Leopold van der Pals (1884-1966)
String Quartets Volume 1
String Quartet No. 1, Op.33 (1916-17)
String Quartet No.2, Op.66 (1925)
String Quartet No.3, Op.79 ‘Metamorphosen’ (1929)
In Memoriam Marie Steiner, Op.176 (1948)
Van Der Pals Quartet
rec. 2019, Konserthuset, Helsingborg, Sweden
cpo 555 282-2 [65]

My previous encounter with the music of Leopold van der Pals was with his concertino works, largely from the 1930s, where he prizes elegance over passionate rhetoric. You’ll also find a link to Rob Barnett’s review of the First Symphony in that review, which contains valuable biographical material about van der Pals.

At the time of the revolution in Russia, where he had family, which coincided with his wife’s illness, van der Pals embarked on his first string quartet. It’s hard not to relate these external factors to the agitated chromaticism of the writing and the staunch March theme that gradually falters and dissolves into a state of sublimated unease. Hard, too, not to read into van der Pals’ recycling of the first movement’s theme a sense of fatalistic retreat – a feeling reinforced by the way in the music’s expression is remorselessly sullen here. By contrast, the finale sees clouds passing and suddenly the music is suffused in late-Romantic warmth – affirmative, lyrically rich and even quasi-orchestral in the fulsome close.

The quartet had to wait until 1923 for its premiere. His second quartet followed in 1925 but he only ever heard a private run-through of the first movement. Speculation as to why the work wasn’t given a performance is probably idle but its genesis was the death of his friend Rudolf Steiner in March of that year. The resultant work was composed in Dalpe in the Swiss Alps and has a cleanliness and freedom from anxiety. It’s also cast in four movements, largely romantic with moments of overt lyric richness, as well as possessing a cool underlay of melancholy.  The scherzo is crisp and of the ostinato type whilst the finale progresses with mellifluous logic and harmonic rationality. If this was a reaction to Steiner’s death – van der Pals had attended the funeral – it’s a wholesome, elevated and unhistrionic one.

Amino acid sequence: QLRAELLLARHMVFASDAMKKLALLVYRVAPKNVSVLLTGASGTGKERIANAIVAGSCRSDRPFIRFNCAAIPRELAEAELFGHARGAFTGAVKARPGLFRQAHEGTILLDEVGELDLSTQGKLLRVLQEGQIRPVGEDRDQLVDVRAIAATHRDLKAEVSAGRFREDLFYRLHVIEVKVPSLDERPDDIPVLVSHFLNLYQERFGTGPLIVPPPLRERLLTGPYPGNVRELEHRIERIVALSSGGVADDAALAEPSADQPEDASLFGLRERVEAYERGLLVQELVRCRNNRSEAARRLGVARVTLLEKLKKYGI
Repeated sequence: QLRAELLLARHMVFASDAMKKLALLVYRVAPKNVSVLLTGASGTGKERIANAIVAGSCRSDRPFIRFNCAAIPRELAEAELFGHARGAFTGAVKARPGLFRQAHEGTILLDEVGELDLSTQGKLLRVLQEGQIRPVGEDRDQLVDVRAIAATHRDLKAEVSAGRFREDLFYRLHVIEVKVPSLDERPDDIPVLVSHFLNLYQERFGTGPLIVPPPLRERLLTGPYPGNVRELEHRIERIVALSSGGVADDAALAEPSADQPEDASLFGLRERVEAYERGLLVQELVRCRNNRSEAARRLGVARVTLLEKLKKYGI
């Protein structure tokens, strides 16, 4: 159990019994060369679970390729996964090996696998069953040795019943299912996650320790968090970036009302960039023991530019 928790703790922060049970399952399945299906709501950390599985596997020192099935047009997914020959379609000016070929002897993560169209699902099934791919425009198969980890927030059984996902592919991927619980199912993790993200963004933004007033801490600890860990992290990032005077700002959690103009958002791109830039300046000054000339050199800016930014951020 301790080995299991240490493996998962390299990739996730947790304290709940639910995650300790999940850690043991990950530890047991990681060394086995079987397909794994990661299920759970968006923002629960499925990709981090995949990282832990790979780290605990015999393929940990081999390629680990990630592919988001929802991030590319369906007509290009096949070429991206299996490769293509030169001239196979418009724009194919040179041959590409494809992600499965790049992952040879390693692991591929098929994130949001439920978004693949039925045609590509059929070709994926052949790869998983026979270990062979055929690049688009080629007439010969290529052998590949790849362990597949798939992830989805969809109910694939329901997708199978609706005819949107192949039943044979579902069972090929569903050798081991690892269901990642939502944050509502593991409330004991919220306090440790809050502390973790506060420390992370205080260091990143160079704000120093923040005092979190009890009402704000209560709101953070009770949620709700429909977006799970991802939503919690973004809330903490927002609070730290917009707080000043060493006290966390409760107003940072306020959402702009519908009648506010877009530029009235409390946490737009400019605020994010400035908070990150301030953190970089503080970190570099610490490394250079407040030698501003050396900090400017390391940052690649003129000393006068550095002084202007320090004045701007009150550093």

The Third Quartet is subtitled ‘Metamorphosen’ and followed a few years later. At only thirteen minutes it’s by some way the shortest of these three quartets and one feels a constant development throughout its compact length, something of a striving principle of his but one that becomes overwhelmingly discernible in this work. The sense of this development – which admits slower material as well as running pizzicati figures – gives the quartet a sense of evolution and texture too. Melancholy is not ignored – it’s here especially in the viola line – but the quartet ends in propulsive optimism.

The final work is In Memoriam Marie Steiner, Op.176 which is clearly related biographically, if not necessarily musically, to the Second Quartet. It was written in 1948 and is a brief five-minute piece in which the viola, once again, affirms the meditative-melancholy aspect of van der Pals’ writing.

The Swedish ensemble that bears the composer’s name have been performing together for over a decade. They’re a nuanced quartet, sensitive as to voice leading and sonority and make a fine corporate sound. The recording in the Konserthuset, Helsingborg is a touch too wide for my own tastes but it’s not billowy and once the music is underway I suspect you’ll be focused on that. The notes are very helpful and quote plentifully from the composer’s diary.

Are van der Pals’ quartets essential listening? No, in all honesty, they’re not. However, they are personal, personable, quietly elevated and definably melancholic in places, energising elsewhere. If that sounds like a worthwhile combination, you could do worse than lend an ear.

Jonathan Woolf

Previous review: Rob Barnett (September 2023)

Help us financially by purchasing from

Presto Music